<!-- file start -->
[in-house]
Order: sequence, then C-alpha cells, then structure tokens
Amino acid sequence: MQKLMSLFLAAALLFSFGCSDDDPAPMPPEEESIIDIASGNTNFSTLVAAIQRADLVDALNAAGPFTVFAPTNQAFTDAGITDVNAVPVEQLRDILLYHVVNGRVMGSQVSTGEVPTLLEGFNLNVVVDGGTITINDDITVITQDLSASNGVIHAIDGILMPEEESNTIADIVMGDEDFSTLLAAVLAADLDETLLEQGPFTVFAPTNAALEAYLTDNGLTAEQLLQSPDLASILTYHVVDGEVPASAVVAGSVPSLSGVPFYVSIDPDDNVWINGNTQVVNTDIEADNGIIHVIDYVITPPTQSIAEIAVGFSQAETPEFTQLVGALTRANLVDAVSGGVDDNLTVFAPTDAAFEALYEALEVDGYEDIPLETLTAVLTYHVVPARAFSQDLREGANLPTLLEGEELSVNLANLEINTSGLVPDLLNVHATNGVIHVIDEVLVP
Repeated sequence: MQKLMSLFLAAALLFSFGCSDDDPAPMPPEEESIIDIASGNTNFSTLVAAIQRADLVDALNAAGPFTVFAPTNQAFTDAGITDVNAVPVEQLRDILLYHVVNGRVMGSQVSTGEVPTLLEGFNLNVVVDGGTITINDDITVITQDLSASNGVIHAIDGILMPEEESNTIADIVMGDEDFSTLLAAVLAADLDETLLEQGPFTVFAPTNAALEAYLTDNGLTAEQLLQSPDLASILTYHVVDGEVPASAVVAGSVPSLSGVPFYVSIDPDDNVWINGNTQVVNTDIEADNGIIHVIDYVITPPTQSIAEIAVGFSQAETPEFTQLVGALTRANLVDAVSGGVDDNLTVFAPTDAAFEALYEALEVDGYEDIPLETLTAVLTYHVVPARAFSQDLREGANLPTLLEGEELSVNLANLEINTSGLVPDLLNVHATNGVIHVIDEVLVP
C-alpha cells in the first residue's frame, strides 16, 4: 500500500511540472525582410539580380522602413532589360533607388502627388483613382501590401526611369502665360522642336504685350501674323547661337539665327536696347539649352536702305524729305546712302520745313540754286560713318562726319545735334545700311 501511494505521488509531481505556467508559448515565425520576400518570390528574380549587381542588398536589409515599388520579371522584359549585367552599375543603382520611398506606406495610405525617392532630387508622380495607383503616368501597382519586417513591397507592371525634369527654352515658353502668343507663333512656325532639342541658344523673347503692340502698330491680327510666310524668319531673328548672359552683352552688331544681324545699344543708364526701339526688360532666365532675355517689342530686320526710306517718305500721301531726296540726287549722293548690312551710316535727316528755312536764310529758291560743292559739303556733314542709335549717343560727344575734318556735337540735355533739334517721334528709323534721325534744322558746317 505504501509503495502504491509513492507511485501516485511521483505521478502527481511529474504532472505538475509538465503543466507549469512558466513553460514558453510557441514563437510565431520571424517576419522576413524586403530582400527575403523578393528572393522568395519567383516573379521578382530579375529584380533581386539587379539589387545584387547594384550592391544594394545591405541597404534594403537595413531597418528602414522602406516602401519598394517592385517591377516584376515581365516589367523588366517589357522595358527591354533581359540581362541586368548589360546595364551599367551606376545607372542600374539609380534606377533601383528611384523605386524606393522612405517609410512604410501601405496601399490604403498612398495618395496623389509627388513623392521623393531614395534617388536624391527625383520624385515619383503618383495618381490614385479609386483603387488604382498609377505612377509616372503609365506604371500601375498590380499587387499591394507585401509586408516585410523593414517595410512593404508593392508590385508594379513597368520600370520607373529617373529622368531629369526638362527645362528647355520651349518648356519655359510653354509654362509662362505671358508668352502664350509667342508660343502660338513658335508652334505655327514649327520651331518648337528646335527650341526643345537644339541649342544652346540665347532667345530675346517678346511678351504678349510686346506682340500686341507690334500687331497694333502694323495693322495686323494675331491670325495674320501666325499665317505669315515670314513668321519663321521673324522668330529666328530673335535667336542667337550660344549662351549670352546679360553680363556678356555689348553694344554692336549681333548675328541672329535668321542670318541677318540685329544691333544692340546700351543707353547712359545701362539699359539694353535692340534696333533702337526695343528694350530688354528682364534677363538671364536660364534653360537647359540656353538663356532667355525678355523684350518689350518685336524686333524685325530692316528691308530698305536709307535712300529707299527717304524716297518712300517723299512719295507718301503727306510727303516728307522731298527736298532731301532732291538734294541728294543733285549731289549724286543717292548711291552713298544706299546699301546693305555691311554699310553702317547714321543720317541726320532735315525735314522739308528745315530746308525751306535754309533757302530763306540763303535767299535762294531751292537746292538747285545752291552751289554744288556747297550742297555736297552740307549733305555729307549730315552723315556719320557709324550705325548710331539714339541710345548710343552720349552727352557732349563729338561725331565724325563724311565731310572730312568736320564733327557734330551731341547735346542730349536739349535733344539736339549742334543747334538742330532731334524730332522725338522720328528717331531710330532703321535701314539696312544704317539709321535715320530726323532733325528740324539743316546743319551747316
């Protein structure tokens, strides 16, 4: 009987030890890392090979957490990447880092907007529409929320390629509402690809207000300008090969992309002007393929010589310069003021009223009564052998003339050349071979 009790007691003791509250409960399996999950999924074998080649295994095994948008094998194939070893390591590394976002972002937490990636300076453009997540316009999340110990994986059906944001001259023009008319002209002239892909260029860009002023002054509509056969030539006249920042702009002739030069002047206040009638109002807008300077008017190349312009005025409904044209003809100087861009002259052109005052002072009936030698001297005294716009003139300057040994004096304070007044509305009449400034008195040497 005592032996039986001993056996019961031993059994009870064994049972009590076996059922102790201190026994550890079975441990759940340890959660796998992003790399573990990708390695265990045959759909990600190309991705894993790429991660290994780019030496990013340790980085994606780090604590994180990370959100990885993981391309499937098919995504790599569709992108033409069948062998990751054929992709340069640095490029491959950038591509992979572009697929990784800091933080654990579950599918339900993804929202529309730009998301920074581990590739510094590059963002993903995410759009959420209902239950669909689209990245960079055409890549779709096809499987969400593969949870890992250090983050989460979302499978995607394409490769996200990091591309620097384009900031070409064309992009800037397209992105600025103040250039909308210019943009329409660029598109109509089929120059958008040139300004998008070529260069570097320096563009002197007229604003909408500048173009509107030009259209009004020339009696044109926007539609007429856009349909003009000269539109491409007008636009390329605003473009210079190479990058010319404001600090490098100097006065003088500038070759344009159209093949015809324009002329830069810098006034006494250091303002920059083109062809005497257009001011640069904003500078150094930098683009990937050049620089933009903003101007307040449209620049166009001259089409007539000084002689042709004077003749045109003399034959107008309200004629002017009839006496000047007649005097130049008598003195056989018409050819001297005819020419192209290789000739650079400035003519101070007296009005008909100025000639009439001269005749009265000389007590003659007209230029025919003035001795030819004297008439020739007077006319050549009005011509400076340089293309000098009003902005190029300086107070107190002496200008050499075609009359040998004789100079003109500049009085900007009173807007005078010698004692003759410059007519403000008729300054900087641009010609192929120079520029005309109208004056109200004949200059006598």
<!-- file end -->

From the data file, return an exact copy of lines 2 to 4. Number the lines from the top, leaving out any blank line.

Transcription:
Order: sequence, then C-alpha cells, then structure tokens
Amino acid sequence: MQKLMSLFLAAALLFSFGCSDDDPAPMPPEEESIIDIASGNTNFSTLVAAIQRADLVDALNAAGPFTVFAPTNQAFTDAGITDVNAVPVEQLRDILLYHVVNGRVMGSQVSTGEVPTLLEGFNLNVVVDGGTITINDDITVITQDLSASNGVIHAIDGILMPEEESNTIADIVMGDEDFSTLLAAVLAADLDETLLEQGPFTVFAPTNAALEAYLTDNGLTAEQLLQSPDLASILTYHVVDGEVPASAVVAGSVPSLSGVPFYVSIDPDDNVWINGNTQVVNTDIEADNGIIHVIDYVITPPTQSIAEIAVGFSQAETPEFTQLVGALTRANLVDAVSGGVDDNLTVFAPTDAAFEALYEALEVDGYEDIPLETLTAVLTYHVVPARAFSQDLREGANLPTLLEGEELSVNLANLEINTSGLVPDLLNVHATNGVIHVIDEVLVP
Repeated sequence: MQKLMSLFLAAALLFSFGCSDDDPAPMPPEEESIIDIASGNTNFSTLVAAIQRADLVDALNAAGPFTVFAPTNQAFTDAGITDVNAVPVEQLRDILLYHVVNGRVMGSQVSTGEVPTLLEGFNLNVVVDGGTITINDDITVITQDLSASNGVIHAIDGILMPEEESNTIADIVMGDEDFSTLLAAVLAADLDETLLEQGPFTVFAPTNAALEAYLTDNGLTAEQLLQSPDLASILTYHVVDGEVPASAVVAGSVPSLSGVPFYVSIDPDDNVWINGNTQVVNTDIEADNGIIHVIDYVITPPTQSIAEIAVGFSQAETPEFTQLVGALTRANLVDAVSGGVDDNLTVFAPTDAAFEALYEALEVDGYEDIPLETLTAVLTYHVVPARAFSQDLREGANLPTLLEGEELSVNLANLEINTSGLVPDLLNVHATNGVIHVIDEVLVP